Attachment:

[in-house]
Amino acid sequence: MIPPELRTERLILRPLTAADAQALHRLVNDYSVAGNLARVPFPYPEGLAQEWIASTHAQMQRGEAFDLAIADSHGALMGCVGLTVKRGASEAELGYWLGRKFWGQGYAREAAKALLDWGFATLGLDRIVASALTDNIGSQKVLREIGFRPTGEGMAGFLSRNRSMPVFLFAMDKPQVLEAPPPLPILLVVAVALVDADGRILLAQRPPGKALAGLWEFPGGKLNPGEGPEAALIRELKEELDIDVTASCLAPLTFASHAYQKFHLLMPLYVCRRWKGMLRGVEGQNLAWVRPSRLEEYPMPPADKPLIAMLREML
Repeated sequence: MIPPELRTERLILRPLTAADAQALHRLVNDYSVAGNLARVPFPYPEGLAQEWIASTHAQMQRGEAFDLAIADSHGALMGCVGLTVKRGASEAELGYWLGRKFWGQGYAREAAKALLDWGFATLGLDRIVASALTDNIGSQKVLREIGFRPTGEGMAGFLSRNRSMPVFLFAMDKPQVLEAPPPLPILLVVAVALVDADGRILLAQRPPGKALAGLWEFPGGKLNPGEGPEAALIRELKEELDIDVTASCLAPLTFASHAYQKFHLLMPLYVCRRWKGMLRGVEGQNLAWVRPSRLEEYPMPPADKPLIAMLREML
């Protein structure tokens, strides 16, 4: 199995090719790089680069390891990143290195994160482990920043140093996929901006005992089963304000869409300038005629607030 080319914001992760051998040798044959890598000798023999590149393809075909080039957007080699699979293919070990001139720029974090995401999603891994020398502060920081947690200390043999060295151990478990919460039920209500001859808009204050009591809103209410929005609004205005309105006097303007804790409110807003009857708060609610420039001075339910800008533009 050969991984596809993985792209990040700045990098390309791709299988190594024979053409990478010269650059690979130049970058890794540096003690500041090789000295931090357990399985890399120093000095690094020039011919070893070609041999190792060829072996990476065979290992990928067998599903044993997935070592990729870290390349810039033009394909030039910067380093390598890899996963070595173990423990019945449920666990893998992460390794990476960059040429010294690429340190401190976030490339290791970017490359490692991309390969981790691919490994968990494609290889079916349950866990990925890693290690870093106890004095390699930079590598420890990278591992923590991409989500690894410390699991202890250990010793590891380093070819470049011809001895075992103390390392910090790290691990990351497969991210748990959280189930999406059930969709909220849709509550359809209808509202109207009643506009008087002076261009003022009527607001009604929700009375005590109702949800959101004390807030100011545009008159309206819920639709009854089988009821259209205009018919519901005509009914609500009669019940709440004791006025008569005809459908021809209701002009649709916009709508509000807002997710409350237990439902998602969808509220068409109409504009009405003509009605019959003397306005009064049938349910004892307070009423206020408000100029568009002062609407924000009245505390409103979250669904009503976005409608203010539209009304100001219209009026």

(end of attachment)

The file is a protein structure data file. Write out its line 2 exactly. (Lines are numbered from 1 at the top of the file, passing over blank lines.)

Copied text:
Amino acid sequence: MIPPELRTERLILRPLTAADAQALHRLVNDYSVAGNLARVPFPYPEGLAQEWIASTHAQMQRGEAFDLAIADSHGALMGCVGLTVKRGASEAELGYWLGRKFWGQGYAREAAKALLDWGFATLGLDRIVASALTDNIGSQKVLREIGFRPTGEGMAGFLSRNRSMPVFLFAMDKPQVLEAPPPLPILLVVAVALVDADGRILLAQRPPGKALAGLWEFPGGKLNPGEGPEAALIRELKEELDIDVTASCLAPLTFASHAYQKFHLLMPLYVCRRWKGMLRGVEGQNLAWVRPSRLEEYPMPPADKPLIAMLREML